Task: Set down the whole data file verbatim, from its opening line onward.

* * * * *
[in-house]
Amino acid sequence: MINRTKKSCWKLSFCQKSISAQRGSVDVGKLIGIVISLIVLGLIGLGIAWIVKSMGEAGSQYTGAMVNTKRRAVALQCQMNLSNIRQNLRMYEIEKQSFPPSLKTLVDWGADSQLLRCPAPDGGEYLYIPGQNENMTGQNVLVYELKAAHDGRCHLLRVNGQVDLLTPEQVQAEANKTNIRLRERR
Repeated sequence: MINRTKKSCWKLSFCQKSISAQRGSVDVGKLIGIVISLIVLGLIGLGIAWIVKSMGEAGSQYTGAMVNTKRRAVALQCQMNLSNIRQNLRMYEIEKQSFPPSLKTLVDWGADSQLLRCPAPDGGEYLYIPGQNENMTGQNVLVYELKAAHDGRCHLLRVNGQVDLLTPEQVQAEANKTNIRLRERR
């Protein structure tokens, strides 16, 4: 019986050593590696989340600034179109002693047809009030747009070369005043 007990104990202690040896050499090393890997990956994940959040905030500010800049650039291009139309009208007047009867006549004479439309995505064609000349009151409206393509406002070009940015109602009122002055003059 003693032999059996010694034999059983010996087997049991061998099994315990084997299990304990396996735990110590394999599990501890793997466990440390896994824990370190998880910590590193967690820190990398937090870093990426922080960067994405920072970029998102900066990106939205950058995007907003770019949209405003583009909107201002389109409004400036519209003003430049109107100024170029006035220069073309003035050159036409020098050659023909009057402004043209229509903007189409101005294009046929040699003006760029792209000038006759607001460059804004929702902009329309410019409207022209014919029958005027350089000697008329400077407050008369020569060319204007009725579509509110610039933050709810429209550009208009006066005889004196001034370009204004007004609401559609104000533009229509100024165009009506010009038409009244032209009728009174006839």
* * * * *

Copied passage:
[in-house]
Amino acid sequence: MINRTKKSCWKLSFCQKSISAQRGSVDVGKLIGIVISLIVLGLIGLGIAWIVKSMGEAGSQYTGAMVNTKRRAVALQCQMNLSNIRQNLRMYEIEKQSFPPSLKTLVDWGADSQLLRCPAPDGGEYLYIPGQNENMTGQNVLVYELKAAHDGRCHLLRVNGQVDLLTPEQVQAEANKTNIRLRERR
Repeated sequence: MINRTKKSCWKLSFCQKSISAQRGSVDVGKLIGIVISLIVLGLIGLGIAWIVKSMGEAGSQYTGAMVNTKRRAVALQCQMNLSNIRQNLRMYEIEKQSFPPSLKTLVDWGADSQLLRCPAPDGGEYLYIPGQNENMTGQNVLVYELKAAHDGRCHLLRVNGQVDLLTPEQVQAEANKTNIRLRERR
């Protein structure tokens, strides 16, 4: 019986050593590696989340600034179109002693047809009030747009070369005043 007990104990202690040896050499090393890997990956994940959040905030500010800049650039291009139309009208007047009867006549004479439309995505064609000349009151409206393509406002070009940015109602009122002055003059 003693032999059996010694034999059983010996087997049991061998099994315990084997299990304990396996735990110590394999599990501890793997466990440390896994824990370190998880910590590193967690820190990398937090870093990426922080960067994405920072970029998102900066990106939205950058995007907003770019949209405003583009909107201002389109409004400036519209003003430049109107100024170029006035220069073309003035050159036409020098050659023909009057402004043209229509903007189409101005294009046929040699003006760029792209000038006759607001460059804004929702902009329309410019409207022209014919029958005027350089000697008329400077407050008369020569060319204007009725579509509110610039933050709810429209550009208009006066005889004196001034370009204004007004609401559609104000533009229509100024165009009506010009038409009244032209009728009174006839």